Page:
There are those who will argue the trade show is dead, and while I've witnessed some decline of the industry event over the past few years, let's assume for a moment that the trade show is still an unquestioned staple of B2B marketing. Bear with me now…
A typical story might go like this: Mike Marketer picks four or five important shows to attend every year. How does he know they're important? Easy. Everybody who's anybody in the industry sector is there, and, of course, it's teeming with prospective customers who might be in need of the innovative, best-in-class solution from Mike’s company, TechTitan. There are usually a few current customers at the events, as well to whom the TechTitan event team might want to show a little love. Mike's usually part of that team, as are a few of TechTitan's product geniuses and sales wizards.
Mike starts planning months in advance. There are booth graphics and slogans to design; he usually picks an event or two to pour extra money into so TechTitan can grab a speaking slot for thought leadership; and then there's the question of getting everyone interested. Usually this involves spending a little extra for give-aways, preferably the latest i_____ (insert Apple product name here).
Visibility, a thought leadership platform, conversations with prospects, and new leads for sales are the reward for Mike's time, energy, and budget if all goes well at the event.
What if jumping into social media weren't really all that different from including an event in your marketing program? We hear a lot that companies don't see the value or don't have time. Often, they don't really know how either, or they want to just jump right in because how hard can it really be to write 140 characters? It may seem like a far-fetched comparison, but social media might not be all that different from the old staple of marketing – events.
A couple lessons about social from events:
1. Go because your target market is there
This was the first reason I started thinking about the comparison. In researching social media for a client, I was surprised to see how many people were saying "I need an innovative, best-in-class solution," or "Does anyone know about TechTitan? Do you like their products?" Okay, no, they weren't saying that exactly, but they were asking for solutions and product advice. It makes sense to show up at the shows where your customers and prospects are showing up. If they're showing up on Twitter or Facebook or LinkedIn, why shouldn't you show up there? (If they're not, then by all means, stay away from social media.)
2. Give something away
You can't actually hand someone an iPrize through Twitter (though you can certainly raffle one off), but just like at events, people love free stuff. Give them help! Give them information they can use! Share your network! If you do, they'll come visit your booth social media profile again. They might even bring their friends back to visit.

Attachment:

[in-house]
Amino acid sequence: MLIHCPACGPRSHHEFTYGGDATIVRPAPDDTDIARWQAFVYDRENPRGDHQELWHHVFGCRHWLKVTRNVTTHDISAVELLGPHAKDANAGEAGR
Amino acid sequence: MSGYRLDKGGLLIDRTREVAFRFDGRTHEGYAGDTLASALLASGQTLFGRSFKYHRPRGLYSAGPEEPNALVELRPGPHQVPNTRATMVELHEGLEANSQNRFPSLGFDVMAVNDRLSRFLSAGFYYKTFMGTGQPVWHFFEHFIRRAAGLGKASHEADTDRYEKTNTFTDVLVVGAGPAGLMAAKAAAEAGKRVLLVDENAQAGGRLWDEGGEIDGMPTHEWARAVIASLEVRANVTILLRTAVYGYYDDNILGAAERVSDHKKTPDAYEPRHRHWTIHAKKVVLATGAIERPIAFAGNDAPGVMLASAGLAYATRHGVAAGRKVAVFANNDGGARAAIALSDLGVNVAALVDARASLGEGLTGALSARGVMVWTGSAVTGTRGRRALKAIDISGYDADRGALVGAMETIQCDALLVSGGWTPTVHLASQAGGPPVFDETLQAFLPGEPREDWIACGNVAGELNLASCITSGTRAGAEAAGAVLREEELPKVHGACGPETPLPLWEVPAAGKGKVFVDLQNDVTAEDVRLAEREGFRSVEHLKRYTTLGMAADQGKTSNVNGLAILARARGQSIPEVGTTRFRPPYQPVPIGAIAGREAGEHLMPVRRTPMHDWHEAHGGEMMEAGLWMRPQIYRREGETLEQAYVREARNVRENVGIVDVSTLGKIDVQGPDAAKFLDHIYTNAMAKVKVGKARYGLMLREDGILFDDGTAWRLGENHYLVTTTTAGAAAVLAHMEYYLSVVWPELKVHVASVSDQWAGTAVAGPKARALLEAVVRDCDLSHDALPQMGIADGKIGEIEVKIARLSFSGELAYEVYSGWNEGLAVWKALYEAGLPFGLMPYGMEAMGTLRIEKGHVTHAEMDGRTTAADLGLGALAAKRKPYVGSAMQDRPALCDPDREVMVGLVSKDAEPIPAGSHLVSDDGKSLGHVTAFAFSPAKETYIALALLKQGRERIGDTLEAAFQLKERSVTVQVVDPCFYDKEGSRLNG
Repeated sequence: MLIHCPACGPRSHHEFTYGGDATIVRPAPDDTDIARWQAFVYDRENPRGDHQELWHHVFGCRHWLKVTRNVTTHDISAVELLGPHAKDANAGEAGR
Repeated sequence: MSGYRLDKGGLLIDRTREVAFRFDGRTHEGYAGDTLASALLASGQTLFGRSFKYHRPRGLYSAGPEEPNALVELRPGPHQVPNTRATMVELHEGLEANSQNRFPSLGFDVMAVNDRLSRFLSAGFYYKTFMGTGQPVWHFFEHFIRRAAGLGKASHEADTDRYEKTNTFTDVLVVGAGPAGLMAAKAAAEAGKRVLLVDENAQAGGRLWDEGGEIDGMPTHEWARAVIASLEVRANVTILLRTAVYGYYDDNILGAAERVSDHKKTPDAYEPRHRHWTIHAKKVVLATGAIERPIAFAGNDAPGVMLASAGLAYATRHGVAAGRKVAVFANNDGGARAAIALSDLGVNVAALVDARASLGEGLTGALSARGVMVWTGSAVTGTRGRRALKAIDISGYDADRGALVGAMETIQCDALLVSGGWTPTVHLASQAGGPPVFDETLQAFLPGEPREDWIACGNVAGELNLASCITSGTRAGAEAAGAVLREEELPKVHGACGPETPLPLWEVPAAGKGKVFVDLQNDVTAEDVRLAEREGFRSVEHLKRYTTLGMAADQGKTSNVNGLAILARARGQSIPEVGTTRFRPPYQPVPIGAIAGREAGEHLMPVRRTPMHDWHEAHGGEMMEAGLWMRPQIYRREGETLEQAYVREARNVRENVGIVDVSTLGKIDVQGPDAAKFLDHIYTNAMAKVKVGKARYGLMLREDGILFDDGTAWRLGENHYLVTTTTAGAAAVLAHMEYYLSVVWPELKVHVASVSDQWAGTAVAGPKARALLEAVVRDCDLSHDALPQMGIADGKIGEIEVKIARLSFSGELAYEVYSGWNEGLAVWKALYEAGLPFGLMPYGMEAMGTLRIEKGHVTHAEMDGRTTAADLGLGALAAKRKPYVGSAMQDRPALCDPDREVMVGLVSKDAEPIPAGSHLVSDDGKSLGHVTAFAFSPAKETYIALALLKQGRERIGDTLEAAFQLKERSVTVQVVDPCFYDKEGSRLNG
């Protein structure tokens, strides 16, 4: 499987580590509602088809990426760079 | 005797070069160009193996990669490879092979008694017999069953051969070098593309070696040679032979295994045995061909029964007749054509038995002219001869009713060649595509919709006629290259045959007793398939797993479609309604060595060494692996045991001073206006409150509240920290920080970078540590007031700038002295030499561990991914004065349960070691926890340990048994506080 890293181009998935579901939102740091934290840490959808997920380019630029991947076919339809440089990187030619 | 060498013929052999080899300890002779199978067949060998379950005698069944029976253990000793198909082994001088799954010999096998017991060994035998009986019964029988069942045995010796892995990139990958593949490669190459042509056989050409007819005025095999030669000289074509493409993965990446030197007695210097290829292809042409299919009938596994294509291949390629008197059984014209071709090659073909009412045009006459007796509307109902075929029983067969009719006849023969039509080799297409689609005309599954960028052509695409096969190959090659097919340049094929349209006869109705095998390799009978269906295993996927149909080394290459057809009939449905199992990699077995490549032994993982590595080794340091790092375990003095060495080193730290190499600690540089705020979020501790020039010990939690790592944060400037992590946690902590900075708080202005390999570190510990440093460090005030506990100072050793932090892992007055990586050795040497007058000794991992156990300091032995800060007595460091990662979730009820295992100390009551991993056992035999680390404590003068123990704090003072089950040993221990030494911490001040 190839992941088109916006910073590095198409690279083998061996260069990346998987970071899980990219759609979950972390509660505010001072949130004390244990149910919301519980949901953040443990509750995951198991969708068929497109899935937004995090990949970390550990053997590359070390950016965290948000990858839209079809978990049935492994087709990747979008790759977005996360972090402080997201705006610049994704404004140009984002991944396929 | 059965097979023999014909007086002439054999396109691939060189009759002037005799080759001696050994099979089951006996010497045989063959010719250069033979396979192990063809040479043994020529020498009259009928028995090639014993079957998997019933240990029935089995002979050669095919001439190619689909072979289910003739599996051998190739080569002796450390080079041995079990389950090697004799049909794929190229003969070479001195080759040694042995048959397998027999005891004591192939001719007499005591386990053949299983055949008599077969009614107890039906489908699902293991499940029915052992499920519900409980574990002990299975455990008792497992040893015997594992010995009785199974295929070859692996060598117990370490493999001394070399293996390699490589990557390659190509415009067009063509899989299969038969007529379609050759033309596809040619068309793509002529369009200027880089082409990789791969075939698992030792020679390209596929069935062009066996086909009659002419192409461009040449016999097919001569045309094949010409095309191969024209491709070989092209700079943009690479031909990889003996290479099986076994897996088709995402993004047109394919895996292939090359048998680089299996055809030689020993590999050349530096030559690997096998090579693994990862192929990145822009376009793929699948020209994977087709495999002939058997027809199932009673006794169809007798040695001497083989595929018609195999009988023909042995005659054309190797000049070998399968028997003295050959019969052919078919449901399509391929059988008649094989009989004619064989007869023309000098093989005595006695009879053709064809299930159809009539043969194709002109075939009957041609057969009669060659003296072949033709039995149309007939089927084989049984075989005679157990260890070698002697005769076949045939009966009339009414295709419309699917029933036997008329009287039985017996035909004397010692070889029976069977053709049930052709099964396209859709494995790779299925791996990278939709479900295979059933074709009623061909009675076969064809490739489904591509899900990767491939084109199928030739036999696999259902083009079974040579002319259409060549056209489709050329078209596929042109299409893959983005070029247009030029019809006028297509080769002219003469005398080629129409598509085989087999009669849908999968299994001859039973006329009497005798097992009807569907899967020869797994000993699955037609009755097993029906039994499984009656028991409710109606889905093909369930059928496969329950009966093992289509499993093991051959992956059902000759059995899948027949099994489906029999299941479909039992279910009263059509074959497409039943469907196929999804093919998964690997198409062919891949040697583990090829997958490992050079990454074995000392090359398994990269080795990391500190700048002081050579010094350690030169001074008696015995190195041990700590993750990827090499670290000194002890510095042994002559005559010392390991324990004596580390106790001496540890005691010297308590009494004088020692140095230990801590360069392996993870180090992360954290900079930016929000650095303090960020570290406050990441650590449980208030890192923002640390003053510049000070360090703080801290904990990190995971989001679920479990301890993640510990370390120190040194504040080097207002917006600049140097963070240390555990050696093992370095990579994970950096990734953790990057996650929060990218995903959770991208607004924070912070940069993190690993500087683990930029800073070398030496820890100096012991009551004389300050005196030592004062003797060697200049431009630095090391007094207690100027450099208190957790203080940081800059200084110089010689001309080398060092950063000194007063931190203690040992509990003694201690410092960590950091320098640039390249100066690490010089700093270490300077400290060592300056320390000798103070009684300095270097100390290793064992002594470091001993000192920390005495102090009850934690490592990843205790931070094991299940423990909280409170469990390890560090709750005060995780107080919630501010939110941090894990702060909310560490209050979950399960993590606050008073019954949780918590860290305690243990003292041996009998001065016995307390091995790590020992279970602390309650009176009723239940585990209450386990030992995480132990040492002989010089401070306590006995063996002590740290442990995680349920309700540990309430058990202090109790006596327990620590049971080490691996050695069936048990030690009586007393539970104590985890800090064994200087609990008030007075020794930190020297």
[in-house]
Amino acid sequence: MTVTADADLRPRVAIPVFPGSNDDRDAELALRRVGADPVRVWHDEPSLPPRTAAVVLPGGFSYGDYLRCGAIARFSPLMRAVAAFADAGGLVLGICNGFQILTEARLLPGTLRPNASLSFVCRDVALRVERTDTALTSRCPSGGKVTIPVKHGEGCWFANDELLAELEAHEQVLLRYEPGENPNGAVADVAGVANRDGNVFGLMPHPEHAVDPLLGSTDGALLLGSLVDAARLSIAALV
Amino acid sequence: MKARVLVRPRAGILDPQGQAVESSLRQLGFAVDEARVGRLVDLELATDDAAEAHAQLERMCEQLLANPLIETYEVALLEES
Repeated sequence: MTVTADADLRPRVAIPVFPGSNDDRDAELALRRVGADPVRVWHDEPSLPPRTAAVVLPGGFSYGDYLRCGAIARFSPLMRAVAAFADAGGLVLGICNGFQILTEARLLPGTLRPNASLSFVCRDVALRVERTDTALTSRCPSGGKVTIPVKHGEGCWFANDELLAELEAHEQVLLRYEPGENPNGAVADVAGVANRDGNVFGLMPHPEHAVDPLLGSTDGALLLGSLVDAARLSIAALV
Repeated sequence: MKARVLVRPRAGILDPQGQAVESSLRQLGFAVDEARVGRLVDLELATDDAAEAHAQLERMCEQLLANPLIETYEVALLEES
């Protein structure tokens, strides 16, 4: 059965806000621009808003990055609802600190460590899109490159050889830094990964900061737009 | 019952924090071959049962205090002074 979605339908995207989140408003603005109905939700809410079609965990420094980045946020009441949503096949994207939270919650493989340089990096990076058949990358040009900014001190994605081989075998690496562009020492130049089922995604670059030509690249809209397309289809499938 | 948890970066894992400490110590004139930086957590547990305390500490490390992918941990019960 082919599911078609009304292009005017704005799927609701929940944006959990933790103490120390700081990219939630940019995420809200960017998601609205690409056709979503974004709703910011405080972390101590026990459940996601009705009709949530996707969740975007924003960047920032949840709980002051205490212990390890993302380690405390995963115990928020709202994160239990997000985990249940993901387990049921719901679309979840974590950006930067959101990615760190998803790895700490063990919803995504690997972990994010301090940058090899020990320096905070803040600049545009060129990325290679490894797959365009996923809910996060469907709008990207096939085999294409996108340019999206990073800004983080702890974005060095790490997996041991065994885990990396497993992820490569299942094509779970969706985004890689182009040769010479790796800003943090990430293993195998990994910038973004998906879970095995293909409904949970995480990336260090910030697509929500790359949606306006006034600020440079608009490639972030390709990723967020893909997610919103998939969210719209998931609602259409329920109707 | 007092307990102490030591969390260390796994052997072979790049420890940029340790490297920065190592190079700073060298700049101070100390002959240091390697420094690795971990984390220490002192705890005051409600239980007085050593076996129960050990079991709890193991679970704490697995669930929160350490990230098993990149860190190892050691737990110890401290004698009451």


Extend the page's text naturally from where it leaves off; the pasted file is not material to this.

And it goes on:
3. Please don't show up and start screaming. It's not very becoming.
At an event, if you want a captive audience to listen to your presentation, you can get it in one of a few ways. One, you're pretty darn smart and cool, so event coordinators want you to speak. Two, you pay up for a speaking slot or to host your own side-ring event. Or, three (which is becoming increasingly rare), you're articulate and have an out-of-this world idea and you earn your speaking slot.
You don't just walk out onto the event floor and start yelling about how awesome your company is and expect a crowd to emerge from the woodwork.
Along the lines of giving something away, in social media, you can't expect people to just spontaneously converge into an audience. While you can't buy your followers/fans/connections (at least just yet), you still need to be so cool people want to hear you (think Steve Jobs) or willing to invest (a lot of time and effort) or you're articulate and share great ideas. Usually, reality requires a combination of the latter two, just as Mike Marketer probably sponsors some shows and tries to earn speaking slots at others. And of course, being cool never hurts.
4. You need a plan
Mike from TechTitan puts a lot of planning effort into his events. Social media requires the same. What's the personality of your booth/profile? Who's on the team at the show/online? Ideally you've got a cross-section of people. Which shows/channels are best for reaching customers? For reaching analysts? What give-aways/content types really get prospects excited?
I'll stop here to avoid continuing the argument too far. Yes, it's somewhat of an apples-to-oranges comparison, but my hope is that it will help raise a few questions about why we're sometimes so quick to write off social media as not applicable for B2B marketing, in particular in the tech sector. And, while I do strongly believe that social media should not be solely a marketing initiative, that's often where it will gain foothold first. Any other ways one of the oldest tools of the trade and one of the newest may not be so different?
Contributed by Catharine Morgan. Follow her @c_morgan.